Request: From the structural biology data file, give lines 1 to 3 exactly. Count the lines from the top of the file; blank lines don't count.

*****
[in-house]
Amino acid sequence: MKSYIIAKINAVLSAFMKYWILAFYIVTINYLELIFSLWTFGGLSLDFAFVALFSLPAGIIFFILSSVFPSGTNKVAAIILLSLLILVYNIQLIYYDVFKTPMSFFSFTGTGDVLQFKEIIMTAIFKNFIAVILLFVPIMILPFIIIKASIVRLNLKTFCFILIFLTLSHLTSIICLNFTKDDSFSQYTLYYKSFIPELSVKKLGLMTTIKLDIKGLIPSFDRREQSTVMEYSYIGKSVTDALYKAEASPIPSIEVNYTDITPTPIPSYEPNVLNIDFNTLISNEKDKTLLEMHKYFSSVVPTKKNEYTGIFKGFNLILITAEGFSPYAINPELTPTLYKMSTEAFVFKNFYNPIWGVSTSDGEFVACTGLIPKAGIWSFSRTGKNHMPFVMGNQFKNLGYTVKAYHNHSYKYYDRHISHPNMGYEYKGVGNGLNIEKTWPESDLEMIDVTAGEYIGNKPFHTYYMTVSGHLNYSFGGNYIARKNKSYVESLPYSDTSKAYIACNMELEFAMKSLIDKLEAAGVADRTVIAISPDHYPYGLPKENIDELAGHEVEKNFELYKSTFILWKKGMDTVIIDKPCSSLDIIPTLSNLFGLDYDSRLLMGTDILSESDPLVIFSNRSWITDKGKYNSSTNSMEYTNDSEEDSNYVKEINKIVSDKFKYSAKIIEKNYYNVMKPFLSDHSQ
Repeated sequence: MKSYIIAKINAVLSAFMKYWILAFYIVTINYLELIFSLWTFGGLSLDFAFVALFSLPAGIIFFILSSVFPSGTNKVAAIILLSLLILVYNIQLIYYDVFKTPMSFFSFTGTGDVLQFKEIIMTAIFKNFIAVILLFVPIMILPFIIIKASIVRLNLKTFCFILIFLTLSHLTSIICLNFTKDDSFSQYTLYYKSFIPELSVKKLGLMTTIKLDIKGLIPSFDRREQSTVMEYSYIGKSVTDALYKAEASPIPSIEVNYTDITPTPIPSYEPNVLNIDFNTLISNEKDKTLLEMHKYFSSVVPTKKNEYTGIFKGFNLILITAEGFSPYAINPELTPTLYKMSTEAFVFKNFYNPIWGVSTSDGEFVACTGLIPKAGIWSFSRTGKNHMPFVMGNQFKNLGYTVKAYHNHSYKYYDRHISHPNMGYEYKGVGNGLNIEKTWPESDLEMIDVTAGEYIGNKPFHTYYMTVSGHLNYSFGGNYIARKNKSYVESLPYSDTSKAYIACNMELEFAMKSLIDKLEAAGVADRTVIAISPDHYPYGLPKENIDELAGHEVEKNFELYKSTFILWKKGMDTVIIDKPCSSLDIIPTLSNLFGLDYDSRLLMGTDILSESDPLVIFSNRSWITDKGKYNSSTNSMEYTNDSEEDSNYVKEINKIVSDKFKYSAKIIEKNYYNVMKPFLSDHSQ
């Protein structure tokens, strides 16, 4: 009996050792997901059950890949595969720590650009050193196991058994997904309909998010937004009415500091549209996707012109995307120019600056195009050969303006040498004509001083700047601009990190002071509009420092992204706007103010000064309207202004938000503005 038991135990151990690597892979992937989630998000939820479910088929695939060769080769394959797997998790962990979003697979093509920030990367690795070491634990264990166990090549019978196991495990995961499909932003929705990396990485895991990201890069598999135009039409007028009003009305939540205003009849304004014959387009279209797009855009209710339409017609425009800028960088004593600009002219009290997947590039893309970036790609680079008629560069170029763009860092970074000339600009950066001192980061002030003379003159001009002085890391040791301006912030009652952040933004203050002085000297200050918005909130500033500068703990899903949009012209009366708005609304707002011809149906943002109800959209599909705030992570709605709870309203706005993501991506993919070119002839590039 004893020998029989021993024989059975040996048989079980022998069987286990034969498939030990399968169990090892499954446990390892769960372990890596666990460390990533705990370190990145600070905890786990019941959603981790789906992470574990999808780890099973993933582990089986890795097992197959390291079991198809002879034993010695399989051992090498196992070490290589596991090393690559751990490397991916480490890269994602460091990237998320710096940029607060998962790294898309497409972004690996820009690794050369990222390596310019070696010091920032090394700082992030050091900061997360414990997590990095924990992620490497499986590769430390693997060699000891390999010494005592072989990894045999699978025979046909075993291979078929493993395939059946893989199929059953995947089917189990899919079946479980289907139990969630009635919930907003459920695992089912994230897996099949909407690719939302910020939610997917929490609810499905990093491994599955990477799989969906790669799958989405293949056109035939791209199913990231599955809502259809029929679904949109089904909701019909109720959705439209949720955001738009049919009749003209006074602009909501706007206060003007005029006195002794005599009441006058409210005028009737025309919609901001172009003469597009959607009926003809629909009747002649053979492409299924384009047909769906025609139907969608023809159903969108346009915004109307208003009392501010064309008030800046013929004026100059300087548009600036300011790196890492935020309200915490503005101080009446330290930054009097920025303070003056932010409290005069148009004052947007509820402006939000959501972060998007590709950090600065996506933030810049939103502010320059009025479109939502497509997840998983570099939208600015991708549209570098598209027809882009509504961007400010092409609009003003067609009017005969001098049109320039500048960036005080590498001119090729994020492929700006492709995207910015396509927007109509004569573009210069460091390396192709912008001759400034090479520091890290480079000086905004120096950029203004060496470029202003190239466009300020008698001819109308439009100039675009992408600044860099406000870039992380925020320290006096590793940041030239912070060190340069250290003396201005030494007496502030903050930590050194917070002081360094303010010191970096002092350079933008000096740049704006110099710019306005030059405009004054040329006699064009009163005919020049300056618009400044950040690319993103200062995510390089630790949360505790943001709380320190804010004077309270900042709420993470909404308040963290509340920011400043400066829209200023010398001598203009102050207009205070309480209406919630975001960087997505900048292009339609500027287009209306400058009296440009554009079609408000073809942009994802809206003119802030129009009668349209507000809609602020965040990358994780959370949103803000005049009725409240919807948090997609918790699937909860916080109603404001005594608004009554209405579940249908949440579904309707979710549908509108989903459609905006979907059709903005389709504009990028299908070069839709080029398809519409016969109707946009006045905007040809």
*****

[in-house]
Amino acid sequence: MKSYIIAKINAVLSAFMKYWILAFYIVTINYLELIFSLWTFGGLSLDFAFVALFSLPAGIIFFILSSVFPSGTNKVAAIILLSLLILVYNIQLIYYDVFKTPMSFFSFTGTGDVLQFKEIIMTAIFKNFIAVILLFVPIMILPFIIIKASIVRLNLKTFCFILIFLTLSHLTSIICLNFTKDDSFSQYTLYYKSFIPELSVKKLGLMTTIKLDIKGLIPSFDRREQSTVMEYSYIGKSVTDALYKAEASPIPSIEVNYTDITPTPIPSYEPNVLNIDFNTLISNEKDKTLLEMHKYFSSVVPTKKNEYTGIFKGFNLILITAEGFSPYAINPELTPTLYKMSTEAFVFKNFYNPIWGVSTSDGEFVACTGLIPKAGIWSFSRTGKNHMPFVMGNQFKNLGYTVKAYHNHSYKYYDRHISHPNMGYEYKGVGNGLNIEKTWPESDLEMIDVTAGEYIGNKPFHTYYMTVSGHLNYSFGGNYIARKNKSYVESLPYSDTSKAYIACNMELEFAMKSLIDKLEAAGVADRTVIAISPDHYPYGLPKENIDELAGHEVEKNFELYKSTFILWKKGMDTVIIDKPCSSLDIIPTLSNLFGLDYDSRLLMGTDILSESDPLVIFSNRSWITDKGKYNSSTNSMEYTNDSEEDSNYVKEINKIVSDKFKYSAKIIEKNYYNVMKPFLSDHSQ
Repeated sequence: MKSYIIAKINAVLSAFMKYWILAFYIVTINYLELIFSLWTFGGLSLDFAFVALFSLPAGIIFFILSSVFPSGTNKVAAIILLSLLILVYNIQLIYYDVFKTPMSFFSFTGTGDVLQFKEIIMTAIFKNFIAVILLFVPIMILPFIIIKASIVRLNLKTFCFILIFLTLSHLTSIICLNFTKDDSFSQYTLYYKSFIPELSVKKLGLMTTIKLDIKGLIPSFDRREQSTVMEYSYIGKSVTDALYKAEASPIPSIEVNYTDITPTPIPSYEPNVLNIDFNTLISNEKDKTLLEMHKYFSSVVPTKKNEYTGIFKGFNLILITAEGFSPYAINPELTPTLYKMSTEAFVFKNFYNPIWGVSTSDGEFVACTGLIPKAGIWSFSRTGKNHMPFVMGNQFKNLGYTVKAYHNHSYKYYDRHISHPNMGYEYKGVGNGLNIEKTWPESDLEMIDVTAGEYIGNKPFHTYYMTVSGHLNYSFGGNYIARKNKSYVESLPYSDTSKAYIACNMELEFAMKSLIDKLEAAGVADRTVIAISPDHYPYGLPKENIDELAGHEVEKNFELYKSTFILWKKGMDTVIIDKPCSSLDIIPTLSNLFGLDYDSRLLMGTDILSESDPLVIFSNRSWITDKGKYNSSTNSMEYTNDSEEDSNYVKEINKIVSDKFKYSAKIIEKNYYNVMKPFLSDHSQ